The players are Brazilian in terms of their faith, social origin, and ethnicity. But their extraordinary wages, expatriate lives, and celebrity status make them more like the tiny political and economic elites who have been the target of the Brazilian protestors’ ire.
Members of the Seleção worship like their countrymen, but the course of their working lives is very different. Brazilians don’t travel much for work. Small expatriate communities have emerged in the United States and in London, but Brazil has remained a country of immigration rather than emigration. Every player on the 1970 squad played at home and only Pelé went on to have a career outside of the country. However, as the economic gap between Brazilian and European football has widened, the trickle of player exports that began in the mid-1980s has become a flood. By 1990, only half the team was playing at home. By 2006, as with today’s squad, only three players out of 23 were based in Brazil.
In the late 1990s, annual player exports were running at about 200 per year. Information published by the Brazilian soccer federation shows that around 800 players made the trip abroad in 2005, with a net exodus of more than 500 players. In 2008, the peak year before the European economic crisis slowed the boom, just under 1,200 players were exported from Brazil. Although they were tempted to the very farthest reaches of the soccer world, with players going to Qatar, Vietnam, the Faeroe Islands, and Australia, the very best were concentrated in the top five leagues in Europe, and within those leagues in the top clubs. Eight clubs—Real Madrid, Barcelona, Bayern Munich, Manchester City, Chelsea, PSG, Internazionale, and Roma—now account for half of the Seleção.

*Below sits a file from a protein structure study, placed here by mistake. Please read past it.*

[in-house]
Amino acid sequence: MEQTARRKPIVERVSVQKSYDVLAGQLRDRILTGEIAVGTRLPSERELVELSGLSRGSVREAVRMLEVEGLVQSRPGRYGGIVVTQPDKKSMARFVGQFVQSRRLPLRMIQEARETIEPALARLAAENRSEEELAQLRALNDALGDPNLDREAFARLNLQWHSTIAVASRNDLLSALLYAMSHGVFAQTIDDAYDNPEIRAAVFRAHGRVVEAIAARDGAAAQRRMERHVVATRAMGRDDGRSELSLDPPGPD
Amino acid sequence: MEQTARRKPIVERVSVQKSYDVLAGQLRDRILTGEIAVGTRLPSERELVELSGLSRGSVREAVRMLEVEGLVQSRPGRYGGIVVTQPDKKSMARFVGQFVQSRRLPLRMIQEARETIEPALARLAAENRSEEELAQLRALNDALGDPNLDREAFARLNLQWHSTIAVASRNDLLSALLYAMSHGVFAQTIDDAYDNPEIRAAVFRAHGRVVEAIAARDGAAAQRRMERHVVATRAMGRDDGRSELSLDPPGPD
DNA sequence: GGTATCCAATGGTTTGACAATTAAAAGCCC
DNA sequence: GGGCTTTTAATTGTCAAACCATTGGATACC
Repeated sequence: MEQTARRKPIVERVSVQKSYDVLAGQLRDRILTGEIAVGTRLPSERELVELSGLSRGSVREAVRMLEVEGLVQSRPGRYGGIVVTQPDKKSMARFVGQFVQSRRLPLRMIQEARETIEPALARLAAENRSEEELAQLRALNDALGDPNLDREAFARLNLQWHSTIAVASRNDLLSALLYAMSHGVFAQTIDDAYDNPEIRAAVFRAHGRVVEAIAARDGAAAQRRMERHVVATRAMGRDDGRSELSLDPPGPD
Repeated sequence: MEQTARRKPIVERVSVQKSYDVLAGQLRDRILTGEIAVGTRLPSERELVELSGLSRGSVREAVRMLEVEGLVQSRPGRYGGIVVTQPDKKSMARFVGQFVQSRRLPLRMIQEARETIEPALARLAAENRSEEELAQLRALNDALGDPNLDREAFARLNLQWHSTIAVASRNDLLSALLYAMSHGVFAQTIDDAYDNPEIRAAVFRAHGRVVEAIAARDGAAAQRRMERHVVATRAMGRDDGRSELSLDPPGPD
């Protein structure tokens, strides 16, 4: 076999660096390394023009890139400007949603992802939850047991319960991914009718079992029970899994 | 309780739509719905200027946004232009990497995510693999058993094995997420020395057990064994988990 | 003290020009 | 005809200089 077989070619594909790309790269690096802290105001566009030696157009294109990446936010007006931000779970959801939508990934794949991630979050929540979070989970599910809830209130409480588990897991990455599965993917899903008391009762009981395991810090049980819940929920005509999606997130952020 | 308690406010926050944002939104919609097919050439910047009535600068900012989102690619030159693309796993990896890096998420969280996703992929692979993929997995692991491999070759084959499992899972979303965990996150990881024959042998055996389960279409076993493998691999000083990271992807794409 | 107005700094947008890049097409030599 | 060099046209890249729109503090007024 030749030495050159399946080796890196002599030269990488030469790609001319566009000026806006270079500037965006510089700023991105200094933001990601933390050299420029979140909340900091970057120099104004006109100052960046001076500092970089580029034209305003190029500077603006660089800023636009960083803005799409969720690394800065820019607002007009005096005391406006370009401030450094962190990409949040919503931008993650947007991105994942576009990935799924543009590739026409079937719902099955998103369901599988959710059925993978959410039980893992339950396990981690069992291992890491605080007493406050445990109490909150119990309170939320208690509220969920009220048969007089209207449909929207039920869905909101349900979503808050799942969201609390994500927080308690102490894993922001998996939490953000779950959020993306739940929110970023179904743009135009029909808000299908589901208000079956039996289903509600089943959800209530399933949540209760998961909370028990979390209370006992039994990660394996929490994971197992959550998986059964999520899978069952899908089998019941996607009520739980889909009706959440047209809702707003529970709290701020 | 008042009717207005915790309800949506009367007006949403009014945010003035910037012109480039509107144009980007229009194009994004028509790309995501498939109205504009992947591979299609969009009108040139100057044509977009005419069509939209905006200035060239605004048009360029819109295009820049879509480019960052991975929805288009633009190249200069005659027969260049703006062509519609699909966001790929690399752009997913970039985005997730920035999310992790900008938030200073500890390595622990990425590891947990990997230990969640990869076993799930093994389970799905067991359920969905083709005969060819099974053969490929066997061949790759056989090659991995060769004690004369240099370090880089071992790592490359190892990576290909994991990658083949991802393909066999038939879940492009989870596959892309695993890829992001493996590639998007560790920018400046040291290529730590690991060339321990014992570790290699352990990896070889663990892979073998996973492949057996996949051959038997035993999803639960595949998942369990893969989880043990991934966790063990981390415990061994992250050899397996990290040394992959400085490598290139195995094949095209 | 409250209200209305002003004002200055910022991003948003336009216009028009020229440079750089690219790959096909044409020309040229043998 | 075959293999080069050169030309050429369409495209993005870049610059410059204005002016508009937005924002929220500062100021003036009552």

It is this more than anything else that differentiates the squad from the nation it represents. The players are Brazilian in terms of their faith, social origin, and ethnicity. But their extraordinary wages, expatriate lives, and celebrity status make them something quite different. Indeed, in some ways they look more like the tiny political and economic elites who have been the target of the Brazilian protestors’ ire. Given the circumstances of this year’s World Cup, the aspect of the Seleção that the Brazilian nation chooses to see will be determined by what happens both on and off the pitch.